E.B.: From that point of view, interesting indeed. I guess looking at them even more critically than before …
Heyne: Absolutely. In my opinion, this is part of studying perception. How does manipulation work? How is it staged?
E.B.: A good transition to your photographs, which are characterised by intense blurring and abstraction. By removing the focus, you dissolve the forms that make it almost impossible for us as viewers to recognise the motif. Particularly your series, in which you photographed the stratosphere from an aeroplane at dawn and dusk, is more reminiscent of colour field painting than photography. You actually do without everything that constitutes photography …
Photographies by Stefan Heyne
Heyne: That is correct. By refraining from anything that is typical: Focus, depth and motif, I deliberately challenge the claim that pictures document and show the truth and do exactly the opposite of what happens in news broadcasts. Rather, within my photography, I am involved with light and darkness in the philosophical sense: Questions of space, time, finitude, infinitude, perceptibility of the world. In all my works I deal with great theoretical contemplations, which, once a series is complete, are added to my pictures in book publications.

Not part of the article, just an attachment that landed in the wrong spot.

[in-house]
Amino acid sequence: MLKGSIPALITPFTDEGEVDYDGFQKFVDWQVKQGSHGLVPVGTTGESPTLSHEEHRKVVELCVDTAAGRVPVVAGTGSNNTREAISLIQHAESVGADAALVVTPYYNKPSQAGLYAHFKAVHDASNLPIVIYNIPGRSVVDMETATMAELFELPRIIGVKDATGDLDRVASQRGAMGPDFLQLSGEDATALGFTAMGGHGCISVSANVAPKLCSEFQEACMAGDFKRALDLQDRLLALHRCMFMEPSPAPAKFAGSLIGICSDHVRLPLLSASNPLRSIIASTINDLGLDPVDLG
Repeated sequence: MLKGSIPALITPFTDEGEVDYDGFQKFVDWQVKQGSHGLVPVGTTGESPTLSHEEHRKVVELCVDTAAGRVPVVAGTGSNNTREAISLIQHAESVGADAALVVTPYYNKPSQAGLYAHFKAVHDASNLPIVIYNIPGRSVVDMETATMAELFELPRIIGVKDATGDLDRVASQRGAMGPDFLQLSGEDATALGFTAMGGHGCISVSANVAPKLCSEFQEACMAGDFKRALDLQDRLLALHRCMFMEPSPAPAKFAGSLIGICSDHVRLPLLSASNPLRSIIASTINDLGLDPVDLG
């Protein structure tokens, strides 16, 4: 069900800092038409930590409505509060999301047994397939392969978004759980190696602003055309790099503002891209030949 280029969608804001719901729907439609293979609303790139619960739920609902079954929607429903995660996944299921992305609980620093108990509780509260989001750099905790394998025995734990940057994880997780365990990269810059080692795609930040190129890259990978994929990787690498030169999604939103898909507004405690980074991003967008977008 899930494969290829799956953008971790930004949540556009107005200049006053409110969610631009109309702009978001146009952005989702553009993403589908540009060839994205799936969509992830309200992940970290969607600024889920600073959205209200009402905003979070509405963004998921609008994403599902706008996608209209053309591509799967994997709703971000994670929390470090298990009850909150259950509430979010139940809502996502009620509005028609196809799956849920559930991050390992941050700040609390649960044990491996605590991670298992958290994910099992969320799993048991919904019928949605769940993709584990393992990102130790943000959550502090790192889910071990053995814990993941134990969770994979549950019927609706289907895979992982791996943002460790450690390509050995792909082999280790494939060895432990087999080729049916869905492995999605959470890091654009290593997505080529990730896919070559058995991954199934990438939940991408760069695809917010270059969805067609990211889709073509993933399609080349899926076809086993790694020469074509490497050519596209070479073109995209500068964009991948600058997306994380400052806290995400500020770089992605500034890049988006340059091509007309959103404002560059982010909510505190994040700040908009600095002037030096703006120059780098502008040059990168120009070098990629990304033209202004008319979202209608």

More examples of photographies. Above: View of the installation of the Naked Light exhibition. Die Belichtung des Unendlichen in the Städtische Galerie Dresden
Book publication: Naked Light, Die Belichtung des Unendlichen (Hatje Cantz Verlag)
In conclusion, I pose the question: Where exactly is the interchange between the two genres? In a stage setting, the production of a given action is the focal point. Art photography is devoid of pictorial invention. The common denominator is light and darkness. But, there is more to Stefan Heyne. And talking about the news: He is also concerned with the examination of remembered images that shapes our perception and that overlap with images of the here and now. Regarding Die tote Stadt, these are dramatically staged via the projected image and film sequences. He does exactly the opposite in the abstraction of his photographic motifs: He makes it impossible for us to remember and recognise and invites us to an individual, new interpretation.
Yet – isn’t this exactly what happens with an artistic setting of a new production? Does this one not also invite us, as the viewer, to look at something that has previously existed, with new eyes? The productions by Stefan Heyne definitely invite us to this. And completely independently of the medium used by him …
Stefan Heyne (Photo: ©Paul Leclaire)
Book publication: hatjecantz_heyne